A Friday rundown of Pakistan’s top policy headlines on JI’s radar this week
Lakhvi and Indo-Pak Ties
Zaki-ur-Rehman Lakhvi, leader of the Jamaat-ud-Dawa and commander and alleged planner of the 2008 Mumbai attacks, was released from AdialaJail last week on the orders of the Lahore High Court (LHC) after furnishing Rs.2 million in surety bonds. In December 2014, Lakhvi was granted bail by the Anti-Terrorism Court, but kept in detention under a Maintenance of Public Order in light of sharp criticism from New Delhi against Islamabad. The legal counsel for defense has maintained that there was insufficient evidence against Lakhvi to warrant his continued detention.
Lakhvi is currently among seven accused being tried by an anti-terrorism court in Rawalpindifor involvement in the Mumbai attacks. According to jail authorities, after he was released he was collected by JuD members amid tight security and shifted to an unverified location. However, a case against Lakhvi in the Islamabad High Court (IHC) is still pending after the Federal Investigation Agency (FIA) filed an appeal in January seeking cancellation of the bail granted to him by the ATC. Should the IHC cancel his bail, Lakhvi may be rearrested.
Lakhvi’s release has drawn strong reaction from India, with Home Minister Rajnath Singh calling the move ‘deeply disappointing’. While India claims it has given Pakistan enough evidence for Lakhvi’s prosecution, the Pakistani Foreign Office has responded to Delhi’s latest statement by claiming that the ‘inordinate delay’ in extending cooperation by India complicated legal proceedings and weakened the prosecution’s case. Now with US Secretary of State John Kerry adding his name to the list of concerned voices, the issue of Lakhvi’s freedom is likely to remain a pressure point in a struggling Indo-Pak peace process that remains hostage to progress in the Mumbai trials.
The Supreme Court on Thursday threw a spanner in the works when it stayed the execution of six terrorists convicted by military courts. The judicial order, given by Chief Justice Nasir ul Mulk after hearing of a petition filed by the Supreme Court Bas Association (SCBA), hints at the impending constitutional challenge that military courts are likely to face when a full bench of the apex court starts proceedings of petitions filed against the 21st Amendment on April 22.
The petition, which was filed by senior lawyer and human rights activist Asma Jehangir, argued that execution of convicts awarded the death penalty by military courts should be stayed until the Supreme Court adjudicates on pending petitions against the establishment of military courts. Senior lawyers and human rights activists have criticized the establishment of a parallel judicial system under military courts, emphasizing that such a step trespasses constitutional guarantees.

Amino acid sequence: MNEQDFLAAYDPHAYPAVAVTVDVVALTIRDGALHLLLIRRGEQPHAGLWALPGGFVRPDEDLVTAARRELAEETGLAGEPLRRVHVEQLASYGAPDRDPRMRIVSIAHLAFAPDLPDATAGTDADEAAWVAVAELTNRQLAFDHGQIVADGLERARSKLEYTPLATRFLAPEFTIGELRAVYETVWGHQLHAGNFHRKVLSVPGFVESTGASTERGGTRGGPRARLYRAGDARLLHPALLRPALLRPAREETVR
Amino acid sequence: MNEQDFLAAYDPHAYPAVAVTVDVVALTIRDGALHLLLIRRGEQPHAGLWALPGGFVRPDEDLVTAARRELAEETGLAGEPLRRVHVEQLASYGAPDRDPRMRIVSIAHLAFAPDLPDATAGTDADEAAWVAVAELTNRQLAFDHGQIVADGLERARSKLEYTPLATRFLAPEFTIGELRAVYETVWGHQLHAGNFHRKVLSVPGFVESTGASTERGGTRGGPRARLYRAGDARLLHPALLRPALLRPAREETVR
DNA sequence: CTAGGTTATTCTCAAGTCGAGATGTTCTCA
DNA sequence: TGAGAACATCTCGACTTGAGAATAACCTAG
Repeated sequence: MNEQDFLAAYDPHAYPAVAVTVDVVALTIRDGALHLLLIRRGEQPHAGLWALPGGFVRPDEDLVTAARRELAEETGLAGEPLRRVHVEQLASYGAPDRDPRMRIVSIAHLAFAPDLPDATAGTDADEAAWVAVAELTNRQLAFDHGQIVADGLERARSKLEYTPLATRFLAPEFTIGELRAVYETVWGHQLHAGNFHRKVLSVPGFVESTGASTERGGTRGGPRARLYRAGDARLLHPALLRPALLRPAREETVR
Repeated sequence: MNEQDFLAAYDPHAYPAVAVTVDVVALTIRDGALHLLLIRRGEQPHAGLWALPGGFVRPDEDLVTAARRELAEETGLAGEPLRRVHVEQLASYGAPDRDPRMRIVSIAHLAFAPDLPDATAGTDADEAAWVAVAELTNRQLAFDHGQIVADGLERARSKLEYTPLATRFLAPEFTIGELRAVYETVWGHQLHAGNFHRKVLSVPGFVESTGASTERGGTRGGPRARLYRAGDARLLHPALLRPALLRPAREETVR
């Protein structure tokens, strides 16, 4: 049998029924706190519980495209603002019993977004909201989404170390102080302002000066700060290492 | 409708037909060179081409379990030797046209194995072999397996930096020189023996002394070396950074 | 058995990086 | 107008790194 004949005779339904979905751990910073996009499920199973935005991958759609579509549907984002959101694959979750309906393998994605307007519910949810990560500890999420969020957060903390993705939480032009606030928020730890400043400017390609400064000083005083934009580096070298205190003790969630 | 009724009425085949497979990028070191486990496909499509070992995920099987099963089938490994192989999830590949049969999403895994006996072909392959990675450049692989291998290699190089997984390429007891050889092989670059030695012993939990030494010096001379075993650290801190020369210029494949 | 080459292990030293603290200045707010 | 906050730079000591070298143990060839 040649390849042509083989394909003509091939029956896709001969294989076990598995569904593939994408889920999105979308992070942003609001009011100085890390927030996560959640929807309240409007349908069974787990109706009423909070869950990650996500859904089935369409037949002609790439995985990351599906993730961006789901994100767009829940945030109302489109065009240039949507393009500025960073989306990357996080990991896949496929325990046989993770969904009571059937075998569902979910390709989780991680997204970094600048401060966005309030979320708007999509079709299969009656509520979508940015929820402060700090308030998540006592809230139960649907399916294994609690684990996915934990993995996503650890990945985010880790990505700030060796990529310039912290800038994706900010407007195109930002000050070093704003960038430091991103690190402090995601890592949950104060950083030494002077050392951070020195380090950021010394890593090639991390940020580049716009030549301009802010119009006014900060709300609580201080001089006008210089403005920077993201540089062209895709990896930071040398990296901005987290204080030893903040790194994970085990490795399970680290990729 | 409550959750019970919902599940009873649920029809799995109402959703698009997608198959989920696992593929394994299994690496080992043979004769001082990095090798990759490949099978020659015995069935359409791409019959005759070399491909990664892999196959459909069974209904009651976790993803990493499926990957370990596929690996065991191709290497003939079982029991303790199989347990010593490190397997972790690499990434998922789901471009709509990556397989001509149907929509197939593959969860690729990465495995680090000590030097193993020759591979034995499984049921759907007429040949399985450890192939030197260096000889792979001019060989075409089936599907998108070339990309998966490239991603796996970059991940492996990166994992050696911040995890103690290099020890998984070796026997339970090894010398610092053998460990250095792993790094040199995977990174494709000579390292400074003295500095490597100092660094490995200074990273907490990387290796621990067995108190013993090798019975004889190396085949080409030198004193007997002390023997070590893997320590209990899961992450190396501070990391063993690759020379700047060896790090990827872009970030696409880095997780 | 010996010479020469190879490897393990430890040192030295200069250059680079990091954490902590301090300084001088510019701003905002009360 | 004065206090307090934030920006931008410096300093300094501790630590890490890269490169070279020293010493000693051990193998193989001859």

Military courts were set-up to fast-track convictions of terrorists and were signed into law on January 7, 2015 by President Mamnoon Hussain. Under the new system, terrorists would be tried by the Judge Advocate General branch of the Army and not by the mainstream judicial branch of government.
Pak-Iran: Rebalancing Economic Ties
Following Iranian Foreign Minister Javad Zarif’s visit to Islamabad last week that marked heightened diplomacy with regard to Pakistan’s position on the ongoing Gulf crisis, it was reported that Commerce Minister Khurram Dastgir Khan will be leading a joint economic ministerial meeting to Tehran next week. While the Foreign Minister’s meeting was unquestionably focused on matters of regional security, it seems to have paved way for the Commerce block in Pak Secretariat to capitalize on prospects of regional trade as Iran is relieved of economic sanctions following its nuclear deal.
There is little that both the countries have so far achieved in terms of trade despite being signatories to a preferential trade agreement signed almost a decade back. Trade has actually taken a dip over the last few years, while energy pipeline projects have been difficult to pursue, particularly because of pressure from the United States. However, Iran remains an influential energy supplier in the region, and Delhi has been particularly receptive to prospects of regaining its lost oil imports since the imposition of sanctions on Tehran last year.
At the same time, Islamabad has found itself to be in a difficult position vis-à-vis its relationship with GCC by choosing not to intervene in the Yemen crisis. Admittedly, this difficulty is rooted in years of Gulf patronage, but also signifies how Pakistan’s economy continues to get played into diplomatic pressure internationally. With emerging economies increasingly looking forward to easing of sanctions from Iran to meet their growing energy needs, Islamabad will also have to reconsider prospective energy supplies from its immediate Western neighbour.
A view of the scenic Shangrila resorts in Skardu, Gilgit-Baltistan.
Image Courtesy: Syed Mehdi Bukhari
Renowned Pakistani novelist Kamila Shamsie has been short-listed for the 2015 Baileys Women’s Prize for Fiction for her latest work ‘A God in Every Stone’. Shamsie has earlier also been short-listed for the coveted DSC Prize for South Asian Literature.